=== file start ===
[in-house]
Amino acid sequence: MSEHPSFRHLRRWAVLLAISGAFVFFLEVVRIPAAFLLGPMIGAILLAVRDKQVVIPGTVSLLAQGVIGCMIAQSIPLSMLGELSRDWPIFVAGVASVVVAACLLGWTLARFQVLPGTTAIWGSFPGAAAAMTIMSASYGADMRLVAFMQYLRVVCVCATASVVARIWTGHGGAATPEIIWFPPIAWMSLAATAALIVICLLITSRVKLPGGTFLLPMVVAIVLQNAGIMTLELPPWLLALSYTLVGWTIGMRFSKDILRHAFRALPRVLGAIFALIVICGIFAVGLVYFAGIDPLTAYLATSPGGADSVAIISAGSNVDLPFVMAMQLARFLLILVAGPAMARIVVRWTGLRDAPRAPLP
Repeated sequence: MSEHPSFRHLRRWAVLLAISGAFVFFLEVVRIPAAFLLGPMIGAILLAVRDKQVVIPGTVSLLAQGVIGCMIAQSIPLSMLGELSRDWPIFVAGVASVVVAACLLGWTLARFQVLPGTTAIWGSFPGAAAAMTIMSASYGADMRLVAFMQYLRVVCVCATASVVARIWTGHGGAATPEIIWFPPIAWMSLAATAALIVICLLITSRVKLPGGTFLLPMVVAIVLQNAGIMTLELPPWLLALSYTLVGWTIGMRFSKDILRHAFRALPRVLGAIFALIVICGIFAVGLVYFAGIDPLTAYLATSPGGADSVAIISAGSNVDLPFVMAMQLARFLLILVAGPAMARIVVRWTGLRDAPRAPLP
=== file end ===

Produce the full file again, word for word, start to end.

[in-house]
Amino acid sequence: MSEHPSFRHLRRWAVLLAISGAFVFFLEVVRIPAAFLLGPMIGAILLAVRDKQVVIPGTVSLLAQGVIGCMIAQSIPLSMLGELSRDWPIFVAGVASVVVAACLLGWTLARFQVLPGTTAIWGSFPGAAAAMTIMSASYGADMRLVAFMQYLRVVCVCATASVVARIWTGHGGAATPEIIWFPPIAWMSLAATAALIVICLLITSRVKLPGGTFLLPMVVAIVLQNAGIMTLELPPWLLALSYTLVGWTIGMRFSKDILRHAFRALPRVLGAIFALIVICGIFAVGLVYFAGIDPLTAYLATSPGGADSVAIISAGSNVDLPFVMAMQLARFLLILVAGPAMARIVVRWTGLRDAPRAPLP
Repeated sequence: MSEHPSFRHLRRWAVLLAISGAFVFFLEVVRIPAAFLLGPMIGAILLAVRDKQVVIPGTVSLLAQGVIGCMIAQSIPLSMLGELSRDWPIFVAGVASVVVAACLLGWTLARFQVLPGTTAIWGSFPGAAAAMTIMSASYGADMRLVAFMQYLRVVCVCATASVVARIWTGHGGAATPEIIWFPPIAWMSLAATAALIVICLLITSRVKLPGGTFLLPMVVAIVLQNAGIMTLELPPWLLALSYTLVGWTIGMRFSKDILRHAFRALPRVLGAIFALIVICGIFAVGLVYFAGIDPLTAYLATSPGGADSVAIISAGSNVDLPFVMAMQLARFLLILVAGPAMARIVVRWTGLRDAPRAPLP